GDPR: a new business opportunity for MSPs?

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GDPR: a new business opportunity for MSPs?

GDPR: a new business opportunity for MSPs?

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“The knowledge, processes, procedures and products needed to achieve [GDPR] compliance are a potential jewel in the hands of those who acquire them.” [1]

But how can you embrace this opportunity?

The General Data Protection Regulation (GDPR), which will be enforced from 25th May 2018, is being widely depicted as a financial and reputational cloud hanging over the heads of those businesses that don’t achieve compliance.

But alongside the scaremongering is a more positive side to GDPR as a potential opportunity for MSPs to use the experience gained in their own GDPR journey to help their customers to achieve compliance – and so enhance their role as trusted advisers in the process.

If you are still struggling with compliance for your own business (and many of us are!) this may seem like a bridge too far. But if you, an IT services provider, are finding GDPR onerous – just think how many of your SMB customers, could benefit from a helping hand.

Provided your own GDPR house is in order, of course.

Why it’s important

As an MSP, you need to be GDPR compliant if you handle any personal data pertaining to EU citizens for your own business or on behalf of your customers. You must protect your own business from the increased financial, legal and reputational consequences of any breaches post-May 2018, while also reassuring customers that you offer a safe, GDPR-compliant pair of hands for any of their data that you manage.

GDPR compliance is increasingly being included in ITTs and RFPs, so if you can’t tick that box, you also risk losing out on new business to those MSPs who can.

The problem is that while GDPR is clear about what must be achieved in terms of data protection, it doesn’t prescribe exactly how this should be accomplished. Technology can help, but doesn’t offer a ‘silver bullet’.

GDPR is largely about processes, procedures and policies. As an MSP this is what you’re good at.

Therefore, if you have completed your own GDPR journey, you will have gained valuable knowledge and insight from which your customers could benefit. You may not be able to provide all of the expertise required (and you must be clear what you can and can’t do), but you can potentially point them towards companies or solutions that would fill the gaps.  Importantly, you need to be able to monetise those elements that you can provide.

If you are well on the way to GDPR compliance and feel confident that you could help others, here are six suggestions for getting the GDPR conversation started.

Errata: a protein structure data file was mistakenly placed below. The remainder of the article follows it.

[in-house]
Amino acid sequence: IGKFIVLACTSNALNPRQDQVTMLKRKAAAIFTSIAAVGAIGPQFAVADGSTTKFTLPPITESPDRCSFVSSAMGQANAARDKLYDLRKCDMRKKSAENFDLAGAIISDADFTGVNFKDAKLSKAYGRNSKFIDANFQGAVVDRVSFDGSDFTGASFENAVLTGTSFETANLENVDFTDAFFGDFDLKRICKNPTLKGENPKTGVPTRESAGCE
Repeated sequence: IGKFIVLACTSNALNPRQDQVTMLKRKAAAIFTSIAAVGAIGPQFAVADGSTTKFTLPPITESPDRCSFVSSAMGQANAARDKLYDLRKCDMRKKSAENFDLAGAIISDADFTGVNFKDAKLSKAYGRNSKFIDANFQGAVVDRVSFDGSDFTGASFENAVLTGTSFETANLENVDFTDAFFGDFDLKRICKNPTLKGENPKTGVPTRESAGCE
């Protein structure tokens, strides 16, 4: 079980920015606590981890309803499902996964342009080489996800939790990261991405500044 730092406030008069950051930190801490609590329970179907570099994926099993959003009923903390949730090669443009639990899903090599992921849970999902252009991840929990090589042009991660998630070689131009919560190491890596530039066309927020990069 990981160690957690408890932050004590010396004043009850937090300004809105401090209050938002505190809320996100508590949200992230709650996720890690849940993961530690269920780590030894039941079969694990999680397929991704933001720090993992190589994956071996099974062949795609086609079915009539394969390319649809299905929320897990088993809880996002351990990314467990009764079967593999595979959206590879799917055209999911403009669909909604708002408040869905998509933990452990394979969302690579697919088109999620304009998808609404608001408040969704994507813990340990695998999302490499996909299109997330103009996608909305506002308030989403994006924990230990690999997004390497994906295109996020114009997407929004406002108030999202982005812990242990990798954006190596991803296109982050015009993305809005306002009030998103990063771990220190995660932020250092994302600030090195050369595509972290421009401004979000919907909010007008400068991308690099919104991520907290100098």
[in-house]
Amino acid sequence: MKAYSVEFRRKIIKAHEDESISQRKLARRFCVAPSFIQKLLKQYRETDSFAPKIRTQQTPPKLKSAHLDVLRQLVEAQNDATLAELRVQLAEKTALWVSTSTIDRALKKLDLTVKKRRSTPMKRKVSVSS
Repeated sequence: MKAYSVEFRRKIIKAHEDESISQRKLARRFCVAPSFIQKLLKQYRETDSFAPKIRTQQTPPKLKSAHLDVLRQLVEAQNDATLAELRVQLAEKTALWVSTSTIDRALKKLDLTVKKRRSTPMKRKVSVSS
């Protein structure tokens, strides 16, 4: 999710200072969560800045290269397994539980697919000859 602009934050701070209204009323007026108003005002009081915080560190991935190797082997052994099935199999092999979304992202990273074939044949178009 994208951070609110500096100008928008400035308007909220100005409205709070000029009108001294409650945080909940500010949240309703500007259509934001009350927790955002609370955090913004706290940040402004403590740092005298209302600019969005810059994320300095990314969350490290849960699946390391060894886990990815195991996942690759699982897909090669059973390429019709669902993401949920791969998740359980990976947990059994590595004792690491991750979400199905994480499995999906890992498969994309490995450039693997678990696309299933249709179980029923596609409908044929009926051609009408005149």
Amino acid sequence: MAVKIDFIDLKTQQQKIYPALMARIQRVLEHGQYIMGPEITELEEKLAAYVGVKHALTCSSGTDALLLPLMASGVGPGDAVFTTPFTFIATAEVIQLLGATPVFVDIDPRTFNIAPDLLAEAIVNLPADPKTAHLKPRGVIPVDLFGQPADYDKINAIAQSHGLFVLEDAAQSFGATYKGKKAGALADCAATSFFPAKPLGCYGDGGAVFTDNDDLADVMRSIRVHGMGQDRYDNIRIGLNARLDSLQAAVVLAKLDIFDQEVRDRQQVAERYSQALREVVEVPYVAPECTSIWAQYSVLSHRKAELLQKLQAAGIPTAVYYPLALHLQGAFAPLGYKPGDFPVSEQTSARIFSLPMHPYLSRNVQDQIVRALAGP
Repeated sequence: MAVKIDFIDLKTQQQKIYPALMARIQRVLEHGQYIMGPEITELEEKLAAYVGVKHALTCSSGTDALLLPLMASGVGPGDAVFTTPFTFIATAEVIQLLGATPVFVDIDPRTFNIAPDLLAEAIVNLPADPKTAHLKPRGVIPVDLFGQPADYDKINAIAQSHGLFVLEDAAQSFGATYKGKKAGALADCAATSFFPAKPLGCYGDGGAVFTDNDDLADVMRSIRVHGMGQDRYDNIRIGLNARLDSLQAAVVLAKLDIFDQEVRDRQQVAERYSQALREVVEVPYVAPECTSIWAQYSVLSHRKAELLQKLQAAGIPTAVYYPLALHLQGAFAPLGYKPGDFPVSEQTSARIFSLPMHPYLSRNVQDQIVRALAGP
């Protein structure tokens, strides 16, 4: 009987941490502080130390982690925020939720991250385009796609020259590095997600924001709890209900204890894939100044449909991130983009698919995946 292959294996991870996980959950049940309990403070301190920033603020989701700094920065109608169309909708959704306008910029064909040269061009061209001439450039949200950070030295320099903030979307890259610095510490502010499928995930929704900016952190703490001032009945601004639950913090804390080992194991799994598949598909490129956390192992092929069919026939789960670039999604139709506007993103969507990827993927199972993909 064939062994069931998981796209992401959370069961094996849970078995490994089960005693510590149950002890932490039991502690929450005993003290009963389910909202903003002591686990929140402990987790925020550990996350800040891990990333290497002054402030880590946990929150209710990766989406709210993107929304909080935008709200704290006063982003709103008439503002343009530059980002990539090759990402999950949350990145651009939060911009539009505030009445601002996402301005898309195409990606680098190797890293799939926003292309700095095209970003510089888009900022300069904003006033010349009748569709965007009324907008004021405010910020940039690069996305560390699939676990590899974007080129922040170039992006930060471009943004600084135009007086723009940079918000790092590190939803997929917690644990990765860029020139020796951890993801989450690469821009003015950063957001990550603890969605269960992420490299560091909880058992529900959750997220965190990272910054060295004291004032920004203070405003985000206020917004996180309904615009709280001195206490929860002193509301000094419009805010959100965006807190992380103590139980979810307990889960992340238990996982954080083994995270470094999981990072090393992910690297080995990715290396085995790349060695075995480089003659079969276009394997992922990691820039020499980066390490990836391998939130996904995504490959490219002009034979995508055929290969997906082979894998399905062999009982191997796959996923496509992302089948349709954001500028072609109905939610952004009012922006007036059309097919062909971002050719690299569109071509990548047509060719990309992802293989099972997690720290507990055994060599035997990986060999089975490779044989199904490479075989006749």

1. Promoting your GDPR experience
  2. The experiences you have gone through to ensure your own GDPR compliance will be of great interest to customers and prospects following behind. So let customers know that you are proactively working on GDPR and mark GDPR milestones in social media, blogs and on your website to send out a ‘been there, done it’ message to your audiences.

    Once you have achieved compliance, you can use it as a quality standard ‘kite mark’ on your website and marketing materials to attract and reassure prospects and customers.

  3. Starting the conversation with your customers: educate and engage
  4. For many businesses affected by GDPR you, their MSP, are likely to be the first port of call for help, whether this is to implement data management best practices, work on data encryption or set up reporting tools and conduct audits. It makes sense – you are already trusted as a service provider.

    Be proactive. Your customers may not appreciate the full implications of what needs to be done, so sound out their understanding of their legal obligations – and how they plan to translate these into real-life actions. This will help you to identify gaps – and also any areas where you could help.

    As part of this, ask about progress in some of the more problematical GDPR areas, for example:

    • Have they conducted data audits across departments to identify all EU personal data?
    • Can they meet requirements for encrypting and protecting this data?
    • Do they have a transparent process in place for gaining explicit consent to use individuals’ data?
    • Can they manage the strengthened rights of individuals, particularly the right to be forgotten, across all systems and backups?
    • Do they have policies/procedures in place for the ‘anonymisation/de-identification’ of personal data?
    • Are they working with any operational partners that access personal data on their behalf? Anything from Cloud providers to third-party marketing agencies.